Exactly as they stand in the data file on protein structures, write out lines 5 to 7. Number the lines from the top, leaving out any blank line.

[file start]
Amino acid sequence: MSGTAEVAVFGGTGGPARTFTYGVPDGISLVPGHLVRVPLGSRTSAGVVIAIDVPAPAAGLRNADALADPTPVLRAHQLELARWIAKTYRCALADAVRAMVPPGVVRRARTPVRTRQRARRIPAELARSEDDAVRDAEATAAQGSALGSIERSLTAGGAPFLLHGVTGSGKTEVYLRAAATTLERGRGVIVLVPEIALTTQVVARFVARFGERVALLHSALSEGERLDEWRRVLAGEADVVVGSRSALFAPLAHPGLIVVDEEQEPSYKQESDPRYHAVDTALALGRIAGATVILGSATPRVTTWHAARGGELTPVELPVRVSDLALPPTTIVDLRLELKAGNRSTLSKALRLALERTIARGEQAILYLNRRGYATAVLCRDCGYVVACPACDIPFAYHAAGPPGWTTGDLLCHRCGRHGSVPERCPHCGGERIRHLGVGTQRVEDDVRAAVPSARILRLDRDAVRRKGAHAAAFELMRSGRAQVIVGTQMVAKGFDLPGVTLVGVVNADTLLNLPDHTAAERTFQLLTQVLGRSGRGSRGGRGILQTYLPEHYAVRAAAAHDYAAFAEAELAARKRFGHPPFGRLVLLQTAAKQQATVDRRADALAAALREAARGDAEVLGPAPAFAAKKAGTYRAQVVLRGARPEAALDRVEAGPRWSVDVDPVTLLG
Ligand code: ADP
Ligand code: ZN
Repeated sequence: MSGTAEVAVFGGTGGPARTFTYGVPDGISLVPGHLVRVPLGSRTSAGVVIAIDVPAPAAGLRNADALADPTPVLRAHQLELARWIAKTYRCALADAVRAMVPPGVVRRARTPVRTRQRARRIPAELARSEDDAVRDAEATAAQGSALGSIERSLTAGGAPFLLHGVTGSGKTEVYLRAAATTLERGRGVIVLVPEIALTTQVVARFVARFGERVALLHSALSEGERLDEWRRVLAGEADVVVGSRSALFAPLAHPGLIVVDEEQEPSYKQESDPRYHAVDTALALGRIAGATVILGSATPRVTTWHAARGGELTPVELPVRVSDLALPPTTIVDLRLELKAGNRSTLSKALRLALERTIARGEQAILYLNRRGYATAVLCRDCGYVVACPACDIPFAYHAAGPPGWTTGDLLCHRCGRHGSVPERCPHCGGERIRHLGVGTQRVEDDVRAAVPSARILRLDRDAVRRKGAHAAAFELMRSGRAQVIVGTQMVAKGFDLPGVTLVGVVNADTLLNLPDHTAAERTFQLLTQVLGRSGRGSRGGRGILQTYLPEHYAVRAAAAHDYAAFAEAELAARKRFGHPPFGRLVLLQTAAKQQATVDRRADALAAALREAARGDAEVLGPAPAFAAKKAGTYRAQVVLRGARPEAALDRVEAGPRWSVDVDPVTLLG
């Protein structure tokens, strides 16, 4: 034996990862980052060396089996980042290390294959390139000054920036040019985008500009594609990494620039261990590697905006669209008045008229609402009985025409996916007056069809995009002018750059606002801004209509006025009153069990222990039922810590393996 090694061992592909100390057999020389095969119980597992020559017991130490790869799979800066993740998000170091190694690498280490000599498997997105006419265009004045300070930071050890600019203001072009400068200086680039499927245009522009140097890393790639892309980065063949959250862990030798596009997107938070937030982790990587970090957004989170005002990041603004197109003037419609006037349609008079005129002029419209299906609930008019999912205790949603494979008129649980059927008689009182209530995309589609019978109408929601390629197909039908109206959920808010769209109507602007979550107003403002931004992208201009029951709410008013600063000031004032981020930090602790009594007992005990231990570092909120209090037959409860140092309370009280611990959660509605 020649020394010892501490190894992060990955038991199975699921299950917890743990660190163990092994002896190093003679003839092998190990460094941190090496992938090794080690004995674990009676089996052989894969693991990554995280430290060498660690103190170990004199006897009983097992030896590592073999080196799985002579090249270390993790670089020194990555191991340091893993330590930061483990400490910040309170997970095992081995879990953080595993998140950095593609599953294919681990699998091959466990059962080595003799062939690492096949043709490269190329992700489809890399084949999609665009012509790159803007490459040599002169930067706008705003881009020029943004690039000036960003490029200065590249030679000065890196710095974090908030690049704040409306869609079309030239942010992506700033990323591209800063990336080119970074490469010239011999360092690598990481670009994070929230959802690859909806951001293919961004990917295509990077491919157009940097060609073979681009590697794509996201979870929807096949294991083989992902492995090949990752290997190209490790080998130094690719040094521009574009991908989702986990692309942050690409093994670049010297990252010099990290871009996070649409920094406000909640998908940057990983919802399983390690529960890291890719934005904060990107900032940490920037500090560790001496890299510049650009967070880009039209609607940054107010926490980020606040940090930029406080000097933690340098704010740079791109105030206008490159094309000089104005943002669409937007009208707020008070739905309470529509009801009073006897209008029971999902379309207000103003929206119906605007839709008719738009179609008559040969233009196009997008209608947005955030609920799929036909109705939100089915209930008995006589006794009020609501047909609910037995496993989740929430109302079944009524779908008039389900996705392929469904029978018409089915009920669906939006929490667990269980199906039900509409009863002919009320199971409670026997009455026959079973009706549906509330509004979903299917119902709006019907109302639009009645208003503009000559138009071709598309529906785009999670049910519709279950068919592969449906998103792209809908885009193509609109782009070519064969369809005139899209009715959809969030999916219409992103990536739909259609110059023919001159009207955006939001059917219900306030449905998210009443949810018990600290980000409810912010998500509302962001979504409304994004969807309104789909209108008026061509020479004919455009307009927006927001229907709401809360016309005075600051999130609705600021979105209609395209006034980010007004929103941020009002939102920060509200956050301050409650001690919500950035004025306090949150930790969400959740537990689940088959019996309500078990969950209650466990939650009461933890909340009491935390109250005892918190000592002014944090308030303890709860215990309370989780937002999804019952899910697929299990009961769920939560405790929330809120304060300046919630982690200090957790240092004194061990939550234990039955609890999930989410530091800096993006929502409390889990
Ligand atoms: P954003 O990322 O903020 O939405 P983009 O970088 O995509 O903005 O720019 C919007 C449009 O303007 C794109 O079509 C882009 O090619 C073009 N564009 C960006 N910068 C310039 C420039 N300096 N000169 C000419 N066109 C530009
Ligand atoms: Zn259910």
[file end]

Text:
């Protein structure tokens, strides 16, 4: 034996990862980052060396089996980042290390294959390139000054920036040019985008500009594609990494620039261990590697905006669209008045008229609402009985025409996916007056069809995009002018750059606002801004209509006025009153069990222990039922810590393996 090694061992592909100390057999020389095969119980597992020559017991130490790869799979800066993740998000170091190694690498280490000599498997997105006419265009004045300070930071050890600019203001072009400068200086680039499927245009522009140097890393790639892309980065063949959250862990030798596009997107938070937030982790990587970090957004989170005002990041603004197109003037419609006037349609008079005129002029419209299906609930008019999912205790949603494979008129649980059927008689009182209530995309589609019978109408929601390629197909039908109206959920808010769209109507602007979550107003403002931004992208201009029951709410008013600063000031004032981020930090602790009594007992005990231990570092909120209090037959409860140092309370009280611990959660509605 020649020394010892501490190894992060990955038991199975699921299950917890743990660190163990092994002896190093003679003839092998190990460094941190090496992938090794080690004995674990009676089996052989894969693991990554995280430290060498660690103190170990004199006897009983097992030896590592073999080196799985002579090249270390993790670089020194990555191991340091893993330590930061483990400490910040309170997970095992081995879990953080595993998140950095593609599953294919681990699998091959466990059962080595003799062939690492096949043709490269190329992700489809890399084949999609665009012509790159803007490459040599002169930067706008705003881009020029943004690039000036960003490029200065590249030679000065890196710095974090908030690049704040409306869609079309030239942010992506700033990323591209800063990336080119970074490469010239011999360092690598990481670009994070929230959802690859909806951001293919961004990917295509990077491919157009940097060609073979681009590697794509996201979870929807096949294991083989992902492995090949990752290997190209490790080998130094690719040094521009574009991908989702986990692309942050690409093994670049010297990252010099990290871009996070649409920094406000909640998908940057990983919802399983390690529960890291890719934005904060990107900032940490920037500090560790001496890299510049650009967070880009039209609607940054107010926490980020606040940090930029406080000097933690340098704010740079791109105030206008490159094309000089104005943002669409937007009208707020008070739905309470529509009801009073006897209008029971999902379309207000103003929206119906605007839709008719738009179609008559040969233009196009997008209608947005955030609920799929036909109705939100089915209930008995006589006794009020609501047909609910037995496993989740929430109302079944009524779908008039389900996705392929469904029978018409089915009920669906939006929490667990269980199906039900509409009863002919009320199971409670026997009455026959079973009706549906509330509004979903299917119902709006019907109302639009009645208003503009000559138009071709598309529906785009999670049910519709279950068919592969449906998103792209809908885009193509609109782009070519064969369809005139899209009715959809969030999916219409992103990536739909259609110059023919001159009207955006939001059917219900306030449905998210009443949810018990600290980000409810912010998500509302962001979504409304994004969807309104789909209108008026061509020479004919455009307009927006927001229907709401809360016309005075600051999130609705600021979105209609395209006034980010007004929103941020009002939102920060509200956050301050409650001690919500950035004025306090949150930790969400959740537990689940088959019996309500078990969950209650466990939650009461933890909340009491935390109250005892918190000592002014944090308030303890709860215990309370989780937002999804019952899910697929299990009961769920939560405790929330809120304060300046919630982690200090957790240092004194061990939550234990039955609890999930989410530091800096993006929502409390889990
Ligand atoms: P954003 O990322 O903020 O939405 P983009 O970088 O995509 O903005 O720019 C919007 C449009 O303007 C794109 O079509 C882009 O090619 C073009 N564009 C960006 N910068 C310039 C420039 N300096 N000169 C000419 N066109 C530009
Ligand atoms: Zn259910």